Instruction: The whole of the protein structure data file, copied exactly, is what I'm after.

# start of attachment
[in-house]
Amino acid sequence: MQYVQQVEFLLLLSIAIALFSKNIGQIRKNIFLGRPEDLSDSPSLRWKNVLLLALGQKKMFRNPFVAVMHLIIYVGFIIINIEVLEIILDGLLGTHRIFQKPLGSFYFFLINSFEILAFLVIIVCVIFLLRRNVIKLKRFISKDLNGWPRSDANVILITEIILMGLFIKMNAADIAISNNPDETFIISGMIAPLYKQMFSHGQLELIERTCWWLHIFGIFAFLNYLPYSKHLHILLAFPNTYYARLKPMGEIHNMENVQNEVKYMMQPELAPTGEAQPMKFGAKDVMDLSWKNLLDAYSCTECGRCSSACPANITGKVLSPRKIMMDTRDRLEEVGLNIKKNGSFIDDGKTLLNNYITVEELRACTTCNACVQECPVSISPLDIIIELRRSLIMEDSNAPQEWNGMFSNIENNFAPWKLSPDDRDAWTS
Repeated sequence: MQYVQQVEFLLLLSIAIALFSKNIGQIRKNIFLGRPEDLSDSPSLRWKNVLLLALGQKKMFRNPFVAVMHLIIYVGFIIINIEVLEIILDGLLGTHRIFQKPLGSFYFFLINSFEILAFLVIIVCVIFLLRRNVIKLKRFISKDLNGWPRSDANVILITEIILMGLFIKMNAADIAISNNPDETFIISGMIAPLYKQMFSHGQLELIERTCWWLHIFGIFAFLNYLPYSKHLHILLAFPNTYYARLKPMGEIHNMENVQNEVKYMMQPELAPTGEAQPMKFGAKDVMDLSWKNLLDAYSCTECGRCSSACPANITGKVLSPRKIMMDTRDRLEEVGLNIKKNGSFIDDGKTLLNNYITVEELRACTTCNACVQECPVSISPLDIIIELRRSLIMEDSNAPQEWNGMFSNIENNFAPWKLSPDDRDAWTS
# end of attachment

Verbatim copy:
[in-house]
Amino acid sequence: MQYVQQVEFLLLLSIAIALFSKNIGQIRKNIFLGRPEDLSDSPSLRWKNVLLLALGQKKMFRNPFVAVMHLIIYVGFIIINIEVLEIILDGLLGTHRIFQKPLGSFYFFLINSFEILAFLVIIVCVIFLLRRNVIKLKRFISKDLNGWPRSDANVILITEIILMGLFIKMNAADIAISNNPDETFIISGMIAPLYKQMFSHGQLELIERTCWWLHIFGIFAFLNYLPYSKHLHILLAFPNTYYARLKPMGEIHNMENVQNEVKYMMQPELAPTGEAQPMKFGAKDVMDLSWKNLLDAYSCTECGRCSSACPANITGKVLSPRKIMMDTRDRLEEVGLNIKKNGSFIDDGKTLLNNYITVEELRACTTCNACVQECPVSISPLDIIIELRRSLIMEDSNAPQEWNGMFSNIENNFAPWKLSPDDRDAWTS
Repeated sequence: MQYVQQVEFLLLLSIAIALFSKNIGQIRKNIFLGRPEDLSDSPSLRWKNVLLLALGQKKMFRNPFVAVMHLIIYVGFIIINIEVLEIILDGLLGTHRIFQKPLGSFYFFLINSFEILAFLVIIVCVIFLLRRNVIKLKRFISKDLNGWPRSDANVILITEIILMGLFIKMNAADIAISNNPDETFIISGMIAPLYKQMFSHGQLELIERTCWWLHIFGIFAFLNYLPYSKHLHILLAFPNTYYARLKPMGEIHNMENVQNEVKYMMQPELAPTGEAQPMKFGAKDVMDLSWKNLLDAYSCTECGRCSSACPANITGKVLSPRKIMMDTRDRLEEVGLNIKKNGSFIDDGKTLLNNYITVEELRACTTCNACVQECPVSISPLDIIIELRRSLIMEDSNAPQEWNGMFSNIENNFAPWKLSPDDRDAWTS